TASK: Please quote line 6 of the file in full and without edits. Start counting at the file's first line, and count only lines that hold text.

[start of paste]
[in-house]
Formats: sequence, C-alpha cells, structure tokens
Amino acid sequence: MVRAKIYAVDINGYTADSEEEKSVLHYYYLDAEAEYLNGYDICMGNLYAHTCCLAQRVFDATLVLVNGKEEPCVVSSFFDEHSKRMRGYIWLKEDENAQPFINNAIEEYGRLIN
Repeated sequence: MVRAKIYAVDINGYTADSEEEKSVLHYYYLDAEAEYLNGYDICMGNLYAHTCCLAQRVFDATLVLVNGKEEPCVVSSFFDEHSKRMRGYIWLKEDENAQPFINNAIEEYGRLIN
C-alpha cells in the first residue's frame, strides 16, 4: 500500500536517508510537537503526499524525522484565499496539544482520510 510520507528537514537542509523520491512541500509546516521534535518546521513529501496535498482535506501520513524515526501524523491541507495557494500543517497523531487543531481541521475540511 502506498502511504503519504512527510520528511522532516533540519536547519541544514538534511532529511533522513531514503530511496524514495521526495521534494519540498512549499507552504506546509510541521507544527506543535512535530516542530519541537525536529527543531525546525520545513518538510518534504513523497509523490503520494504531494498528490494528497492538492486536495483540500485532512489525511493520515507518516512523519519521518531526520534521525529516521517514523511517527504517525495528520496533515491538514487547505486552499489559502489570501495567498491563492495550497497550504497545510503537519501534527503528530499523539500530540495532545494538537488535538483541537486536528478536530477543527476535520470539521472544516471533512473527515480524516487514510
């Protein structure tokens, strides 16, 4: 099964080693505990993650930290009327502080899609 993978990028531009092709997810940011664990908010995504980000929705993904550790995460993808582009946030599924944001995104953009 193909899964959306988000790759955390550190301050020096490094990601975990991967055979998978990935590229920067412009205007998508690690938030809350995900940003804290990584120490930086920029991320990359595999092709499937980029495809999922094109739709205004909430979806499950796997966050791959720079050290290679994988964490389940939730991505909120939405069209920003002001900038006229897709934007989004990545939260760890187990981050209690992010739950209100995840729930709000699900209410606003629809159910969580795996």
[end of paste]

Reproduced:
């Protein structure tokens, strides 16, 4: 099964080693505990993650930290009327502080899609 993978990028531009092709997810940011664990908010995504980000929705993904550790995460993808582009946030599924944001995104953009 193909899964959306988000790759955390550190301050020096490094990601975990991967055979998978990935590229920067412009205007998508690690938030809350995900940003804290990584120490930086920029991320990359595999092709499937980029495809999922094109739709205004909430979806499950796997966050791959720079050290290679994988964490389940939730991505909120939405069209920003002001900038006229897709934007989004990545939260760890187990981050209690992010739950209100995840729930709000699900209410606003629809159910969580795996």